Mask Up: Local Crafters Help Rhode Islanders Stay Healthy
Rhode Islanders got crafty during the crisis.
Rhode Islanders have gotten crafty in response to COVID-19 by making their own reusable masks at home. For Classical High School sophomore Lily McGuinness, making masks was a way to take up time during the stay-at-home order. She began making masks for friends and family and before she knew it, her hobby turned into a small business.
“In early June , I began selling the masks at my mom’s practice [Avalon Salon in Cranston] and on my neighborhood website to people in my area,” says McGuinness. “The masks were $4 each and I probably sold about eighty every week.” According to McGuiness, the process was relatively simple and only took her about ten minutes to make each mask.
“Every mask begins with three pieces of fabric, two for the back and one for the front,” she says. “I pin and start by cutting the two for the back out and iron them to fold it in half. Then I pin the front-facing fabric and two back pieces with the elastic for your ears and sew around it inside out. I flip it so it’s right side out and iron it and I put the nose wire piece in and pleat it. Then, I sew around the mask one more time.”
Another Rhode Islander making reusable masks for the community is pediatric radiologist Dr. Cassandra Sams. After sending a homemade mask to her two-year-old nephew in St. Louis, Missouri, his preschool teacher asked her to make masks for all of the students in his class. Sams says that was when her idea for “Color Your Mask” took off.
“I gave my four-year-old daughter some markers and fabric to color her own mask,” says Sams, who works at Rhode Island Medical Imaging. “I thought, ‘Wow, maybe other people would like to do that as well.’ ”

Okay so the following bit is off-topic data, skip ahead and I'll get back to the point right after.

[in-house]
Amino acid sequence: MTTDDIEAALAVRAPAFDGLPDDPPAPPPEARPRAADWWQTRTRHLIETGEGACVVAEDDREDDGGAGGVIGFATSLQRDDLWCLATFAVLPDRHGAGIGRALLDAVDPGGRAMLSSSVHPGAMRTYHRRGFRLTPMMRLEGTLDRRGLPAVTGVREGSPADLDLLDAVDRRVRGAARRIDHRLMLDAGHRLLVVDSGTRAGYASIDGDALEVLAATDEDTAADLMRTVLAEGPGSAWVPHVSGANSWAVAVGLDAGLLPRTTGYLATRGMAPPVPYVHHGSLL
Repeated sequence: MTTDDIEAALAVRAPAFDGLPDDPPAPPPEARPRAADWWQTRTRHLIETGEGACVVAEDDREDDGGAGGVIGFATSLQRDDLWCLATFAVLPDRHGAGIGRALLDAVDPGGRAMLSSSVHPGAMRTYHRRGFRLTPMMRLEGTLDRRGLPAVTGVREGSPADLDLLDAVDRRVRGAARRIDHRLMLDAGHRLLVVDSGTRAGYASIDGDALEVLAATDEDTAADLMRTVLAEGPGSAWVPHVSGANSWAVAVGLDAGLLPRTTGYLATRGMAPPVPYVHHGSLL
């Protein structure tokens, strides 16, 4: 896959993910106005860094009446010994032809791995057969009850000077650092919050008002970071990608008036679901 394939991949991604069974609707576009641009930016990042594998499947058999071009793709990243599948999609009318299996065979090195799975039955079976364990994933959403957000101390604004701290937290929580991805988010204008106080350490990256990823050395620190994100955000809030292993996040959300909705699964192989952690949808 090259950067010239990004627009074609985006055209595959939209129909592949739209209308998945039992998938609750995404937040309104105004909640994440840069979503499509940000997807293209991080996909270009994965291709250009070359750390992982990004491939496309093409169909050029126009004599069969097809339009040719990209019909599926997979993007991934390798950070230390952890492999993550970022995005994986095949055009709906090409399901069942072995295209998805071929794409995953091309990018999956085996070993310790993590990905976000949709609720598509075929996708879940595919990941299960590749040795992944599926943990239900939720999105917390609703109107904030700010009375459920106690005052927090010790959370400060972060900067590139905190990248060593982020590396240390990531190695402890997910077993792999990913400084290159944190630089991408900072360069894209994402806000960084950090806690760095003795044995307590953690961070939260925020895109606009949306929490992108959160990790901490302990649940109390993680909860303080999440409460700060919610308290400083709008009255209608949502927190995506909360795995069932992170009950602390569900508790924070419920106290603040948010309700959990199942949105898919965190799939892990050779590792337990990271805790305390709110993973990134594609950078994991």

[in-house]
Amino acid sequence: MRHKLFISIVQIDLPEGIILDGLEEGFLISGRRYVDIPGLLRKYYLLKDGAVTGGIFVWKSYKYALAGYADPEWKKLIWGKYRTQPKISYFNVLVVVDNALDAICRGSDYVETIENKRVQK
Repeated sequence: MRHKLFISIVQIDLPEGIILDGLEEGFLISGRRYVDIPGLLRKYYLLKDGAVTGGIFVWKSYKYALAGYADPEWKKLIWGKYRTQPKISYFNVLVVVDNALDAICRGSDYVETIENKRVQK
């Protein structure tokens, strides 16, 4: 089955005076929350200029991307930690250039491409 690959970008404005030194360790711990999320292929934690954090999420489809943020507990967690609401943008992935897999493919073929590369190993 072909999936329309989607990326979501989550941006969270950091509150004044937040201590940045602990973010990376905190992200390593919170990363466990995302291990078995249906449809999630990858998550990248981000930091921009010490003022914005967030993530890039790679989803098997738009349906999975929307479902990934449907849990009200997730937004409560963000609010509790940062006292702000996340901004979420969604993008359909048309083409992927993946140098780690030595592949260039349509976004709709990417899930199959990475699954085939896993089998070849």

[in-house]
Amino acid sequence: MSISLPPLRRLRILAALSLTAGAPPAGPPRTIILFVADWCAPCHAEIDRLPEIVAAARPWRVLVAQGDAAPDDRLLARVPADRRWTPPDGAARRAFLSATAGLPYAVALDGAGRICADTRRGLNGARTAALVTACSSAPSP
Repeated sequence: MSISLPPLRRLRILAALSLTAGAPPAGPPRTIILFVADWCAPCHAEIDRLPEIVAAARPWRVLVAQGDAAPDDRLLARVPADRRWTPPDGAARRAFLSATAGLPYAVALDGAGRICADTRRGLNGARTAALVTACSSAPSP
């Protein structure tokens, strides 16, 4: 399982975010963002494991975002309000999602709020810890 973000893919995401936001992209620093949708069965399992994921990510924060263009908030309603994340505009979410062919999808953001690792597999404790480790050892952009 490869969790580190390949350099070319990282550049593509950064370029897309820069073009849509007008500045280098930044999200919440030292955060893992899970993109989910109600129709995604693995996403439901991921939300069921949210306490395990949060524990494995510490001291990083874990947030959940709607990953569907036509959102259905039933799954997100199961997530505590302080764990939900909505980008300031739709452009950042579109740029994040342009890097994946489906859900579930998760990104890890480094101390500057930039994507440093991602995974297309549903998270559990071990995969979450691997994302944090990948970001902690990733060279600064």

Sams sells her “Color Your Mask” masks on Etsy and customers can choose from several different hand-drawn designs including a dinosaur, a rainbow and blank options for kids who want to draw their own. Adult sizes are also available.
“I thought that if the kids could make their own masks they’d be more likely to wear it,” she says.
All funds from selling the masks are donated to Black Girls Code, a nonprofit that provides technology for girls of color to gain computing skills.
“I wanted to donate to a cause that promoted women and science, and in these important times I felt that [Black Girls Code] was a place where I could make an impact,” says Sams.
Additionally, the masks make a difference in promoting more sustainable options and preventing littering and excessive waste.
“The sustainability of having a reusable mask is huge because even just walking around the streets now, you see disposable masks that people are dropping and leaving behind,” she says. “I’m a big fan of the masks that you can wear multiple times and then wash in really hot water to make sure they’re clean.”